This week , 216 years after retiring from office, the first president of the United States finally got his wish to have a building on his property to house his papers thanks to the generosity of private donors.
The presidential library opened its doors this week on the grounds of President Washington's estate Mount Vernon. Washington accumulated over 1,200 publications (see chart) during his lifetime and library visitors can peruse his collection as well as other documents of historical significance.
When President Lyndon Johnson lived in the White House, according to his daughter Lucy, he would roam the residence at night turning off the lights. Lucy recalls that she carried a flashlight in her pocket because the upstairs living quarters were pitch black at night. In fact, there is a scene in the movie "The Butler", currently in theaters, that is illustrative of President Johnson's fixation with switching off the lights.
When Benjamin Harrison was president the White House was first wired for electricity. It was such an electrifying event that some guests were treated to a demonstration of the new technology. An article appearing in the Washington Post on September 25, 1881 described the event thus: "The East Room...was darkened, and the electric lights were turned on. The brilliant effect was greatly admired." Both the President and Mrs. Harrison, however, were so leary of the electric switches that they would not go near them and left the lights burning all night.
As the 50th anniversary of the assassination of President Kennedy approaches, a documentary will be released in selected theaters throughout the country this week in which eighteen Hollywood actors read messages of condolences First Lady Jackie Kennedy received following the assassination of her husband. The film is based on Ellen Fitzgerald's book "Letters to Jackie: Condolences from a Grieving Nation." The documentary will also air on the television channel TLC during the month of November.
Eighty five years ago this week an article about First Lady Grace Coolidge appeared in TIME magazine which also featured her picture on the cover, suggesting that what has not changed is the nation's interest in the activities of its First Lady, but a look inside that issue, however, reveals that the world has changed on many fronts. For instance business news that week reported that Goodyear Zepplin, a subsidiary of Goodyear Tire, would be awarded contracts for two airships. Just as the airships disappeared so did the League of Nations which in 1928 was holding its ninth assembly. The nine-year old Association Against the Prohibition Amendment was also in the news. On the medical front, ringworm was the current scourge. The Time article estimated that half the adult population of the United States suffered from ringworm at some point including almost everyone in the South. Surprisingly, Afghanistan was in the news. His Majesty King Amanullah who was hoisting a new flag over his kingdom.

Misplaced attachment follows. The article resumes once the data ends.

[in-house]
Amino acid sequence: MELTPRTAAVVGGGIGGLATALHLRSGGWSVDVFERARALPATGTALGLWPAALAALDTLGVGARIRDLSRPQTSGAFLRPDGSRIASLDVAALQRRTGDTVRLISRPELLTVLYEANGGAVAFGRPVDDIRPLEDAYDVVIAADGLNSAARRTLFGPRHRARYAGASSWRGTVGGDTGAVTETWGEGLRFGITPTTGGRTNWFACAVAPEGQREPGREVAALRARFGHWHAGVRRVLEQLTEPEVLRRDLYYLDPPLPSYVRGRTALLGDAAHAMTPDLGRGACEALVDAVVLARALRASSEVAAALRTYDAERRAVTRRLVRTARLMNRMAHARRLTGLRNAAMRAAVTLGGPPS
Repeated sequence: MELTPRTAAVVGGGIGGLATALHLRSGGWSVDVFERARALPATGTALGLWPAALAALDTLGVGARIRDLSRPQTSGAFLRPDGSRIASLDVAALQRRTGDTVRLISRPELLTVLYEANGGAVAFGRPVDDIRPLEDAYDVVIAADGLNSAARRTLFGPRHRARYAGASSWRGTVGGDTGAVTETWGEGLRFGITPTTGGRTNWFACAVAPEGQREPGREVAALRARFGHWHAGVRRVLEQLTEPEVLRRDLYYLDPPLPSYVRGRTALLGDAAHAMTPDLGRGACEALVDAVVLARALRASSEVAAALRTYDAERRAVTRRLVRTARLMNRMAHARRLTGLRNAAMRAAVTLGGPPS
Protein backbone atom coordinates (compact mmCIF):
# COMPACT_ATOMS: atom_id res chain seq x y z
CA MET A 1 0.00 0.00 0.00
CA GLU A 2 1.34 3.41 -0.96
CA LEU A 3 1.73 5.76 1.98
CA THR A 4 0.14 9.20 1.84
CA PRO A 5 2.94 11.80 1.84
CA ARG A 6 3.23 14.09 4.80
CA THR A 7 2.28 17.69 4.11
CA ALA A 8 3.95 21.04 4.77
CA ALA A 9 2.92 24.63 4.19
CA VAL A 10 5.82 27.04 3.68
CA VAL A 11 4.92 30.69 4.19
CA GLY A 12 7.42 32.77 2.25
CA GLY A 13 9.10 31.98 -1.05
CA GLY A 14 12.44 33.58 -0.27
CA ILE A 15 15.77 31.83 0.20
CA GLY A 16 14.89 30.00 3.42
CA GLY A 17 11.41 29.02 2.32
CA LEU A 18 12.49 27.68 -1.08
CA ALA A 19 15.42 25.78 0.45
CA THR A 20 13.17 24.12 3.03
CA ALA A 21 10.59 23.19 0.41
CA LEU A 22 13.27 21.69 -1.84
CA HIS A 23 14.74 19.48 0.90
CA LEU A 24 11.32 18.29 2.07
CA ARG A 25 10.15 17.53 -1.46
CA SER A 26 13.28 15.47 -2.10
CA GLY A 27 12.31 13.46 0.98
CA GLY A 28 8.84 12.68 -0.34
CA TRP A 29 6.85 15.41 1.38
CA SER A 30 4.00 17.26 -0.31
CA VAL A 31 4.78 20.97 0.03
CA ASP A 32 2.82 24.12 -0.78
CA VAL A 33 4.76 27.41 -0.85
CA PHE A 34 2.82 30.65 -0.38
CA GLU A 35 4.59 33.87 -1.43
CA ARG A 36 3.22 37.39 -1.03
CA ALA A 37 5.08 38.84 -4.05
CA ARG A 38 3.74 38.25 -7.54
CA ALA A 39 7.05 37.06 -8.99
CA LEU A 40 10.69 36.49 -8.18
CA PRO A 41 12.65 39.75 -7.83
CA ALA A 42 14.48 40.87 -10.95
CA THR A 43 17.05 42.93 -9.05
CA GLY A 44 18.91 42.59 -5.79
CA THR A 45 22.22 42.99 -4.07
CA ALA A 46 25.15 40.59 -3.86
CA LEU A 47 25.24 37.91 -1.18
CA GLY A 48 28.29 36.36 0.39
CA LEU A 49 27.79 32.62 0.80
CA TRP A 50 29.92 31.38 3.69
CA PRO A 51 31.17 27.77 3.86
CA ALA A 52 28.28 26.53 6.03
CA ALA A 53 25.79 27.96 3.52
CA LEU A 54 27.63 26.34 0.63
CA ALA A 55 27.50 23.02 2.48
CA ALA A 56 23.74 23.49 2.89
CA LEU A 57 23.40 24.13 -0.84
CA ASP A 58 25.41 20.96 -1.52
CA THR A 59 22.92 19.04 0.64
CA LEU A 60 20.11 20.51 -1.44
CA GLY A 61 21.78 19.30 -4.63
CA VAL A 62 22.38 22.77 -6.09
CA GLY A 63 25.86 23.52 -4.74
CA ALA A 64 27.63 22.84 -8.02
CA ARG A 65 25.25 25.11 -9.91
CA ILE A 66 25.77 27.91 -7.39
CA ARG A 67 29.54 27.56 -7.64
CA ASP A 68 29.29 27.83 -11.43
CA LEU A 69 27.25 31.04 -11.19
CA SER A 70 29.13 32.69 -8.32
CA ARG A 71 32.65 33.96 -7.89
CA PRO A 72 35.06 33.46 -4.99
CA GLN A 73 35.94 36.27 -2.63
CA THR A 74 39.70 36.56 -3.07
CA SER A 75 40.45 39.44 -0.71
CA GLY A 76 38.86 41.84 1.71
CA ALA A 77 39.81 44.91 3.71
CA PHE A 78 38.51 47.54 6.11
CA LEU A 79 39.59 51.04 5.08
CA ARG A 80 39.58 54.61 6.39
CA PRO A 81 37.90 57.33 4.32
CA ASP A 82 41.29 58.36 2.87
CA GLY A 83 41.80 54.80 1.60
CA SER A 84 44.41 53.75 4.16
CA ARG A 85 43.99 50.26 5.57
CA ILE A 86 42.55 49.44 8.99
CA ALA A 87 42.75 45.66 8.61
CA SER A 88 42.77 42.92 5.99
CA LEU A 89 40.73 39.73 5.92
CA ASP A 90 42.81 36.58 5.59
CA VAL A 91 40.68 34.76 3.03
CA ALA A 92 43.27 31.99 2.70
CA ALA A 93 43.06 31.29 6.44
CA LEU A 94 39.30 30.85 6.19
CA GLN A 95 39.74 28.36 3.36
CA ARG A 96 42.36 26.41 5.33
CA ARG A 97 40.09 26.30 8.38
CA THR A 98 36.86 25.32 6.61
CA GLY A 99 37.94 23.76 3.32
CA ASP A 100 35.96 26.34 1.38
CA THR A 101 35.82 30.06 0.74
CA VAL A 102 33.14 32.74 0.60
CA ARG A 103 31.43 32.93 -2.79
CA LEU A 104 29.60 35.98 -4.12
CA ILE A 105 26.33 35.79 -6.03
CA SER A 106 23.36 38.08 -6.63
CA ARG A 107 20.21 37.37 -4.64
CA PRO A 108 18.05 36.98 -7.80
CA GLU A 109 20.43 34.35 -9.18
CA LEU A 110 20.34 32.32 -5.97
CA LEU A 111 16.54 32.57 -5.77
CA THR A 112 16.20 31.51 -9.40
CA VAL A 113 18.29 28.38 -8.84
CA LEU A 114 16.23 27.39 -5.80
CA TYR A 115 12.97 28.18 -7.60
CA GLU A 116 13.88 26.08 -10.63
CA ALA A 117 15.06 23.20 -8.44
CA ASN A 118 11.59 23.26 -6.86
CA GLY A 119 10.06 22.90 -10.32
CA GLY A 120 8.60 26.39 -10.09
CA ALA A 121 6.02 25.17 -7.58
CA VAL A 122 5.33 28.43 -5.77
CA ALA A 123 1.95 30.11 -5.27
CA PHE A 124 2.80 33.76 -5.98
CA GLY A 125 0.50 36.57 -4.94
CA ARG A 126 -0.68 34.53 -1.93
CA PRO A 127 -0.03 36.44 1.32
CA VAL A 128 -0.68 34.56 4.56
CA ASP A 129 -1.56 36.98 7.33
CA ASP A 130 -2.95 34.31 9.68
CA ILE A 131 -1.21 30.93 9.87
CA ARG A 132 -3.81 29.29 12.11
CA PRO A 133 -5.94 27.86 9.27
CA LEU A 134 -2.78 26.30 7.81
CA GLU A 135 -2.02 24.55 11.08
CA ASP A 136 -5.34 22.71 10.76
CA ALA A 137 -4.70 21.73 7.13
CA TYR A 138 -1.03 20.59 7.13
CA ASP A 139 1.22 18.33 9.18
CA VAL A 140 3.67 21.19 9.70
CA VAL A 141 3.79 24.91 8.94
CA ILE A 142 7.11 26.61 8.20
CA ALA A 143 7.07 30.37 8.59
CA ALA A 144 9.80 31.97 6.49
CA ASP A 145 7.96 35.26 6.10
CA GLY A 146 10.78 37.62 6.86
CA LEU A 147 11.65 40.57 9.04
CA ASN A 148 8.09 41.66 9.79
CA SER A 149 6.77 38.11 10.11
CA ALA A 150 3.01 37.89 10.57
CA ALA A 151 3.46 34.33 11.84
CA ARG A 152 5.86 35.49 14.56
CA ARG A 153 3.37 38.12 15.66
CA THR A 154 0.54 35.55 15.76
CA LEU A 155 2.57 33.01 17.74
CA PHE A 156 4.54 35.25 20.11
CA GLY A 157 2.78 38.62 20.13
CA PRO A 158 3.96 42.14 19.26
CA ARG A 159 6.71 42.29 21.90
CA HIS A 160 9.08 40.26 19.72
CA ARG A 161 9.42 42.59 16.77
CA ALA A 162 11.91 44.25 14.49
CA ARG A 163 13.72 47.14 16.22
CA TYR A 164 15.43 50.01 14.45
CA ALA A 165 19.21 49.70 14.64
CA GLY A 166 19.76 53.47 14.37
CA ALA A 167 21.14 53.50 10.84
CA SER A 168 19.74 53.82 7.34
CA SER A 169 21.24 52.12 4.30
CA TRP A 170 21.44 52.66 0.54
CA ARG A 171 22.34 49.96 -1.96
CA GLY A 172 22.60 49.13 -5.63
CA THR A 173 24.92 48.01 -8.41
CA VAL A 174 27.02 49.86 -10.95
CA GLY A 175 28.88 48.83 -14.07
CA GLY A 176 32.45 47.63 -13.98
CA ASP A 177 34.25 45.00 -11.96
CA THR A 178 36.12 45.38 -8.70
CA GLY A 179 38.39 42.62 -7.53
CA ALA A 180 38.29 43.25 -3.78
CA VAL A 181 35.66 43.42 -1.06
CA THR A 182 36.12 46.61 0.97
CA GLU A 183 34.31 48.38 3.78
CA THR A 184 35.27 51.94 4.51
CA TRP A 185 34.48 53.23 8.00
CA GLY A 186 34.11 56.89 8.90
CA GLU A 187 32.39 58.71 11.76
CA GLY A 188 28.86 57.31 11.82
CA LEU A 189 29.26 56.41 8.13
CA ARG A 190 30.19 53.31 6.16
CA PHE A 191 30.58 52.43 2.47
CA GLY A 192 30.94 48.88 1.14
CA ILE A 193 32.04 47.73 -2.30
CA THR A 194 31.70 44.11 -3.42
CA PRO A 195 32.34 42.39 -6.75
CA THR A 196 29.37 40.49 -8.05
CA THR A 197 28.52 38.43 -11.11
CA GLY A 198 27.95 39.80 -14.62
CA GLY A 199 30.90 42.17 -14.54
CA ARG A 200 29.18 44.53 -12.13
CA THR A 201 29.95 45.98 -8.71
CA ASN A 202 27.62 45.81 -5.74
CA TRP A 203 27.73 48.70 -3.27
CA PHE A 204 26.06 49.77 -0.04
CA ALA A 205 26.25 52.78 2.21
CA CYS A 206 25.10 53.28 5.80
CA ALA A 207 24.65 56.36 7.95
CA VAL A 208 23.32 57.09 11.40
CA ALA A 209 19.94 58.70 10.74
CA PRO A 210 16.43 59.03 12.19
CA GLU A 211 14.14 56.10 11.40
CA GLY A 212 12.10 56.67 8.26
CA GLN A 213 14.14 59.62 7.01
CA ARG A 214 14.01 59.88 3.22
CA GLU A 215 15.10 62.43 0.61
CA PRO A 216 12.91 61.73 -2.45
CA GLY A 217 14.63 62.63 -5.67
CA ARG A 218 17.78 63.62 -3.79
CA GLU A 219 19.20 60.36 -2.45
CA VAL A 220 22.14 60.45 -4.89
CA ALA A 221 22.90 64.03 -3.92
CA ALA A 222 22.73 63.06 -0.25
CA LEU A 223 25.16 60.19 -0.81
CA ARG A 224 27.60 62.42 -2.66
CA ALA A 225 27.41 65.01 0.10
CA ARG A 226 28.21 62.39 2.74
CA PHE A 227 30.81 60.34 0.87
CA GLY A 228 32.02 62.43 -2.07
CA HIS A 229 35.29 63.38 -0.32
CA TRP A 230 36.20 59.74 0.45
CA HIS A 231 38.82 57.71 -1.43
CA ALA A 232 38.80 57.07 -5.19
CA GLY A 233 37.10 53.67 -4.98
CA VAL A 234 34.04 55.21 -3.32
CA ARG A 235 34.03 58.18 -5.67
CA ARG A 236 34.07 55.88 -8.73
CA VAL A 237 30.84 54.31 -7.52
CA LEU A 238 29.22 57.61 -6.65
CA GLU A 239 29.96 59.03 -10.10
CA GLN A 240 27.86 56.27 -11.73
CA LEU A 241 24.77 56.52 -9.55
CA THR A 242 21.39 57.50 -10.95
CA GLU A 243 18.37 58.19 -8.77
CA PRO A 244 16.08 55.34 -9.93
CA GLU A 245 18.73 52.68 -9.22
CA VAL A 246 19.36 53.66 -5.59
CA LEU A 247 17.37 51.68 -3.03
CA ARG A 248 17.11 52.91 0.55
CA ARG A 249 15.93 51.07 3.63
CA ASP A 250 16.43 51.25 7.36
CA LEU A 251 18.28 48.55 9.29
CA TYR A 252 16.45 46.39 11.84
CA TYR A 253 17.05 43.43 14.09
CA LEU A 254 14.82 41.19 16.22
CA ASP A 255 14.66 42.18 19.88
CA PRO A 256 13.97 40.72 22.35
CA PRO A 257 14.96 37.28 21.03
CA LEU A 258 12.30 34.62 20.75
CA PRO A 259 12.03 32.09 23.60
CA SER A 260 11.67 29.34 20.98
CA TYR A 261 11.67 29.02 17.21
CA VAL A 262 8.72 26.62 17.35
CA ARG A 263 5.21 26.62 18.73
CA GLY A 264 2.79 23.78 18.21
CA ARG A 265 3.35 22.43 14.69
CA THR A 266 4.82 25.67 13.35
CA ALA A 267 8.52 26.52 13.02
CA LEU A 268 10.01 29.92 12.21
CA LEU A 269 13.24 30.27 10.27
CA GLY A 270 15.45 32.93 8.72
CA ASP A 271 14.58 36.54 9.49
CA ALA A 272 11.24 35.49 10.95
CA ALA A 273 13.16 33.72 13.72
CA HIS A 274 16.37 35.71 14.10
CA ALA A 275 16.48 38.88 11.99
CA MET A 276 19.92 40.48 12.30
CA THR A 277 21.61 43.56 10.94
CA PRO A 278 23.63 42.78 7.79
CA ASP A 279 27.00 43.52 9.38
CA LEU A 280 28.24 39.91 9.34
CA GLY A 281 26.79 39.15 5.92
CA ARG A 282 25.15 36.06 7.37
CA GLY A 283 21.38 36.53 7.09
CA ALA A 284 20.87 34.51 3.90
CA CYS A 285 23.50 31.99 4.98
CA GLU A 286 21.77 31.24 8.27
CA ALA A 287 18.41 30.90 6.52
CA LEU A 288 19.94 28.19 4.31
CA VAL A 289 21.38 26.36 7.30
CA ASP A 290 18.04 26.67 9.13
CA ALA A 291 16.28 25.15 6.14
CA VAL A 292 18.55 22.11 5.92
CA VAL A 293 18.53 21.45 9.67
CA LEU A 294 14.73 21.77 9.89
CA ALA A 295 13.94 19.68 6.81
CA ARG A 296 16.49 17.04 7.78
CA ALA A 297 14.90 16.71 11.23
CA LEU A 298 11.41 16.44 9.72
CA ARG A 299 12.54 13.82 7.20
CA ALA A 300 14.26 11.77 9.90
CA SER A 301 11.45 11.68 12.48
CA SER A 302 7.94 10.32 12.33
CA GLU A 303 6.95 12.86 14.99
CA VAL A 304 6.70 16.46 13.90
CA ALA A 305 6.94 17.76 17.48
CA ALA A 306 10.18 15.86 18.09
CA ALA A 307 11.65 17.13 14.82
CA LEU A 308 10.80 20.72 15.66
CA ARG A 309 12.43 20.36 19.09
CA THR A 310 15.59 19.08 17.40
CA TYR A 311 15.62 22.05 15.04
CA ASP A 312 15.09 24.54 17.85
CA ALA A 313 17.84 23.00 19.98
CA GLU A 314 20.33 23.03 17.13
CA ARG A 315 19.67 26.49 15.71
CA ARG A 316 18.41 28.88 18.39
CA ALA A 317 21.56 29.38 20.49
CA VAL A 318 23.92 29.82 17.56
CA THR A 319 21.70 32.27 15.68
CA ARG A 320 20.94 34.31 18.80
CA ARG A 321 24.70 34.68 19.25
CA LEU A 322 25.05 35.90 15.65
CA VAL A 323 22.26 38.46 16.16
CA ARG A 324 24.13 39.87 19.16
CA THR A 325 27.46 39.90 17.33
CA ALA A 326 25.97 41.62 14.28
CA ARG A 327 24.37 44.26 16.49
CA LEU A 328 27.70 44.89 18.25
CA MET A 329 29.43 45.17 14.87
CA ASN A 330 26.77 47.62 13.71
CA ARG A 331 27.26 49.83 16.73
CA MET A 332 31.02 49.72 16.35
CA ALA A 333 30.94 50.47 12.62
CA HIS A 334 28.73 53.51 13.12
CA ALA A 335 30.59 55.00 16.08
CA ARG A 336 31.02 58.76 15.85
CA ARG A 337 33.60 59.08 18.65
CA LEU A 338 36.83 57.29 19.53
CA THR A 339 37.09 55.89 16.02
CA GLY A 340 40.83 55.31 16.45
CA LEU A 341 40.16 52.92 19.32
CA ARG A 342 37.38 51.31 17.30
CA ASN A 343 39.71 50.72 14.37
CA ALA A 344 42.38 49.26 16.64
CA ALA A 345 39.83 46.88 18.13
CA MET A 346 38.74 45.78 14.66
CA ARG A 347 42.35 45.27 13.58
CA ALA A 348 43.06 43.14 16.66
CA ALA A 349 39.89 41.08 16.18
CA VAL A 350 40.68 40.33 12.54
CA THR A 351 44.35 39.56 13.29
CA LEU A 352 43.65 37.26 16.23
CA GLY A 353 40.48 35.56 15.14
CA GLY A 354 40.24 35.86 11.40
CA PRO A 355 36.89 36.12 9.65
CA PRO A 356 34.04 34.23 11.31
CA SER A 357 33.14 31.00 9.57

September is National Honey Month, established by the U.S. Department of Agriculture to promote beekeeping and honey as a natural, beneficial sweetener. The White House has its own beehive, a first in its history, which came into being when First Lady Michelle Obama created her Kitchen Garden in 2009. In a newspaper article in the Washington Examiner White House beekeeper Charlie Brandts called the White House grounds a "Shangri La for bees" because of its "country-like setting with its trees, flowers and ponds". Last year the hive produced 175 pounds of honey. Some of the honey is used in the production of homebrewed beers, another first for the White House. Some of the honey is also dispensed as gifts.
The lid of the jar features an illustration of the White House with an inscription that reads: "White House honey from the South Lawn.
The Obamas have often declared that the White House is the "people's house". Some visitors to the White House have taken that quite literally. While there are no official figures available about what goes missing, pilfering items from the White House in the name of souvenirs is not a new problem. During President Lincoln's administrations people stripped fragments of velvet wall coverings and took curtain tassels, leaving Lincoln pondering "How can they do that?" When visitors were free to roam the White House gardens people actually dug up the plants. During Franklin Roosevelt's administration six dozen spoons disappeared. Because so many engraved silver pieces were unaccounted for, the White House began to substitute less expensive flatware. In an effort to stave off the impulse to bring home some tangible remembrance from the White House other than one's memory of a visit, the White House has taken to distributing on occasion items that feature the White House symbol such as the small boxes of M&Ms pictured here.
President George Washington apparently was a creature of habit, at least when it came to his daily breakfast, according to his step-granddaughter Nelly Custis-Lewis. The folks at George Washington's home Mount Vernon have produced an account of his breakfast preferences along with a recipe for the hoecakes Washington loved.